Infection with hepatitis C virus (HCV) results in persistent liver disease in the majority of infected individuals and HCV-associated end-stage liver disease is now the leading indication for liver transplantation in the United States. Many studies have highlighted the importance of the T cell response for viral clearance and attributed persistent infection to an insufficient T cell response. However, in persistent HCV infection the factors leading to immune failure are not clear. We recently published work showing that the intrahepatic HCV-specific T cell response in chronically infected human patients does not mirror the response in the peripheral blood and that, in fact, phenotypically exhausted T cells characterize the liver infiltrating population. Accordingly, we postulate that in the natural course of HCV infection, viral persistence is a direct result of the inadequacy of the intrahepatic immune response and more specifically, that intrahepatic antigen presenting cells (APCs) modulate and impair the antiviral T cell response thereby contributing to viral persistence. Hepatic stellate cells (HSC) are a novel population of intrahepatic APC that undergo dramatic phenotypic and functional changes in response to liver injury or infection. This process is known to be important for liver fibrogenesis, but little is known of the importance of HSC as APCs and how APC function is changed during HCV infection. Our preliminary work indicates a transition from immunostimulatory to immunoinhibitory function upon activation of HSC. Thus, the work proposed here will focus on HSC and their ability to modulate T cell immunity through viral antigen presentation in the context of costimulatory or coinhibitory molecules and the influence that HCV has on this process. We will dissect the pair-wise relationships between HSC and T cells, HSC and HCV, while bringing together all three factors to determine the impact of this tripartite interaction on the outcome of HCV infection. We expect to find that HSC play a role in the intrahepatic T cell dysfunction during HCV infection and therefore promote persistent infection.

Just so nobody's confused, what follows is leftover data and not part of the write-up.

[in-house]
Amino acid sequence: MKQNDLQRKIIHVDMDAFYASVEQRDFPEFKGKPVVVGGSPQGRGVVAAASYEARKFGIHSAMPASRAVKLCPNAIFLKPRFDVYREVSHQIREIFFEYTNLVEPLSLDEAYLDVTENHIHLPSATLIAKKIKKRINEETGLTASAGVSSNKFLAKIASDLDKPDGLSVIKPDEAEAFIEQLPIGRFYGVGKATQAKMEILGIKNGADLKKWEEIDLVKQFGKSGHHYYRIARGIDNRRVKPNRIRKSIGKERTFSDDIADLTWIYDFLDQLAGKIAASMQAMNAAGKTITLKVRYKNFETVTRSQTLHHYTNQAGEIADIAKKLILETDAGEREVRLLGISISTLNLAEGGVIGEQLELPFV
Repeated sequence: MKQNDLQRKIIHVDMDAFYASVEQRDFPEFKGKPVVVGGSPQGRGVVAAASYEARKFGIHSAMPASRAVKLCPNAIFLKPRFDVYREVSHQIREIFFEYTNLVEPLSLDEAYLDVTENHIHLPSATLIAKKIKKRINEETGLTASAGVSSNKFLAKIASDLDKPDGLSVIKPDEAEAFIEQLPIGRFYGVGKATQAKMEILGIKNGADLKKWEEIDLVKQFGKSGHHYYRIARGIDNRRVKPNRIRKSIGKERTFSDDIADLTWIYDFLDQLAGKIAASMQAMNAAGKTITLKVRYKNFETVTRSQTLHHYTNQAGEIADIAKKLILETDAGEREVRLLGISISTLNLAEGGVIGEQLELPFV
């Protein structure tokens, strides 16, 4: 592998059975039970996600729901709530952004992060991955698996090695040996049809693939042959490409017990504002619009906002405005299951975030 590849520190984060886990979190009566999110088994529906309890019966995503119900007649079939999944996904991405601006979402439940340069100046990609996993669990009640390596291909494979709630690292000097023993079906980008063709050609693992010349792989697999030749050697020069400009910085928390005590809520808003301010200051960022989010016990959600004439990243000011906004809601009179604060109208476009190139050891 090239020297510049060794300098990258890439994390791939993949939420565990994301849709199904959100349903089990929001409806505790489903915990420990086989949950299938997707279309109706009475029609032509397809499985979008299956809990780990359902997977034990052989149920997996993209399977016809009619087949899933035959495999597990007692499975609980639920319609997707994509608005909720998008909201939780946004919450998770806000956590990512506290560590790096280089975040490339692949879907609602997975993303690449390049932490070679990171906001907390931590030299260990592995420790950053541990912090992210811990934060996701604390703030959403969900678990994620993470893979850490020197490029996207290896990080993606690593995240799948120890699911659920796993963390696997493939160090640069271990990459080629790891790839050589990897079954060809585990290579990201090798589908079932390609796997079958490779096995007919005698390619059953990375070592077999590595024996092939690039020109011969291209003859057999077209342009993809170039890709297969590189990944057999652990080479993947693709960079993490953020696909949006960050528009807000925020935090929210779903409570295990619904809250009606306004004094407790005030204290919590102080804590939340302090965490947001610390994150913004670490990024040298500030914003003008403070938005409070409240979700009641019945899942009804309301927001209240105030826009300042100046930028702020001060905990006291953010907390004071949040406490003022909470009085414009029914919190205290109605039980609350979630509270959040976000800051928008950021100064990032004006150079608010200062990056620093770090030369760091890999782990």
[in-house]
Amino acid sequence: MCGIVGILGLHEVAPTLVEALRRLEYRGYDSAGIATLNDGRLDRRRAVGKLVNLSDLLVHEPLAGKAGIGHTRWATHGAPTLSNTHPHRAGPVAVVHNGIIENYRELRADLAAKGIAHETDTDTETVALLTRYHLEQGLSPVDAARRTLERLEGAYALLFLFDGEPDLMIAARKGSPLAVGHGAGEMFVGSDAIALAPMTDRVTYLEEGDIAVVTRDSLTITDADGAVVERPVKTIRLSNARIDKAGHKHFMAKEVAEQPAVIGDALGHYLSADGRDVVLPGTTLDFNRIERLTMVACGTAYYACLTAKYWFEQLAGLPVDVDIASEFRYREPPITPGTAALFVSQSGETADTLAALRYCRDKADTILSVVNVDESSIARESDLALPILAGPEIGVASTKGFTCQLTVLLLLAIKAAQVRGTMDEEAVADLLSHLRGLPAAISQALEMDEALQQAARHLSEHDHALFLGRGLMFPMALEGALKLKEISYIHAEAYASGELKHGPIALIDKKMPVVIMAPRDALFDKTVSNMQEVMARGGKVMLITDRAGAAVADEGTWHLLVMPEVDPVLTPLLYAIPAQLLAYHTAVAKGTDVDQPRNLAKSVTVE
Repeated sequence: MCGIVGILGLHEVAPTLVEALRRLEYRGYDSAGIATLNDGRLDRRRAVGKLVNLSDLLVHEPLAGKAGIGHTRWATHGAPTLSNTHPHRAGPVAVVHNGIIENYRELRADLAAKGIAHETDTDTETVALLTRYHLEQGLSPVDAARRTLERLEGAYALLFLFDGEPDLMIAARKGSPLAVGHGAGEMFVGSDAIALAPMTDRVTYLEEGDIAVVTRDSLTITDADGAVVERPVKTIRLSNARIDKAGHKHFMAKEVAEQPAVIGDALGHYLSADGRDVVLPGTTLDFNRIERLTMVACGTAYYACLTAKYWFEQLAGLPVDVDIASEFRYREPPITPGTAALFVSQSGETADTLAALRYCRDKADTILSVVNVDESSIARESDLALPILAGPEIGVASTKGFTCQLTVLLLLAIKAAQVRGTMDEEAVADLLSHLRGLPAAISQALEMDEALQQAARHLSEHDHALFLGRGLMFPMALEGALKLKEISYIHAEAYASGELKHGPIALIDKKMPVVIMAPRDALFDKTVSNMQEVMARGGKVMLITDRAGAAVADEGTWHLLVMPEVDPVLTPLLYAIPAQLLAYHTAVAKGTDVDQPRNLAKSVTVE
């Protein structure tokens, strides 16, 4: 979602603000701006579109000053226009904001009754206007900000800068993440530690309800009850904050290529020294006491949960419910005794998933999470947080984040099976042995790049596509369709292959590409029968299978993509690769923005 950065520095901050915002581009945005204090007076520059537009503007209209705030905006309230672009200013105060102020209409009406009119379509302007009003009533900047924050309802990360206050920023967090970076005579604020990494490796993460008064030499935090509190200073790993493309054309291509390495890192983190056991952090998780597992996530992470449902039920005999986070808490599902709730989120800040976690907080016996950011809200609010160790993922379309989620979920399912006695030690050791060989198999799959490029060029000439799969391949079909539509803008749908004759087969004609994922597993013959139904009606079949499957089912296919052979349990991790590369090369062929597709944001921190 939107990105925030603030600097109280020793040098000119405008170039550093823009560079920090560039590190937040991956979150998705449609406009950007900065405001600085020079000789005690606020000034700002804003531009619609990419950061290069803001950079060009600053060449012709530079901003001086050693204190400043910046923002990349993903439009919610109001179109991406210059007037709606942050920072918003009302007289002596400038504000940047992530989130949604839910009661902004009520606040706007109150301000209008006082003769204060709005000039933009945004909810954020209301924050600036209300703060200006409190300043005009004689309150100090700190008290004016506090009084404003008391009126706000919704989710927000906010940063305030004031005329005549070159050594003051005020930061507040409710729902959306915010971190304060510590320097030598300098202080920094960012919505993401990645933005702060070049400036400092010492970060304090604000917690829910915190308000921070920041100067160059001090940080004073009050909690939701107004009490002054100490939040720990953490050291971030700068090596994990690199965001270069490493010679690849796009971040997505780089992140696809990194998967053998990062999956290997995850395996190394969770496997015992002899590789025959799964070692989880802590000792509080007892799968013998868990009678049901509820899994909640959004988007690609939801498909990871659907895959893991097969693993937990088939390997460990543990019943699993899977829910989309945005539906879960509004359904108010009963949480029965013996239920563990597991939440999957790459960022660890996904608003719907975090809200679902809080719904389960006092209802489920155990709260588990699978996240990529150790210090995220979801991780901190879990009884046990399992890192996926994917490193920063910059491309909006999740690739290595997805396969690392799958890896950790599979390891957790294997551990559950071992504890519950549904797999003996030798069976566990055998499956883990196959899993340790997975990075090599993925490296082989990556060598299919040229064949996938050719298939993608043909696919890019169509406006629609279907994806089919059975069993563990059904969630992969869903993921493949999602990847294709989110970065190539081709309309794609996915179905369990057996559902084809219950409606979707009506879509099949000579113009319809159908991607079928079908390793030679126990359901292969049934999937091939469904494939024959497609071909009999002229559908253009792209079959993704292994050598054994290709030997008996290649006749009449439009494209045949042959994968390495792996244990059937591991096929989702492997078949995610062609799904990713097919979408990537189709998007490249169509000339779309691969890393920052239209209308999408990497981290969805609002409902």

Hepatitis C virus (HCV)-induced chronic liver disease with associated cirrhosis and hepatocellular carcinoma is now the leading indication for liver transplantation in the United States. There are currently an estimated 170 million HCV carriers worldwide and nearly 3 million in the U.S. (~2% of the population). We are seeking to elucidate and understand the mechanisms by which the host immune response fails in the majority of those infected and to future efforts to develop prophylactic and/or therapeutic HCV eradication strategies.
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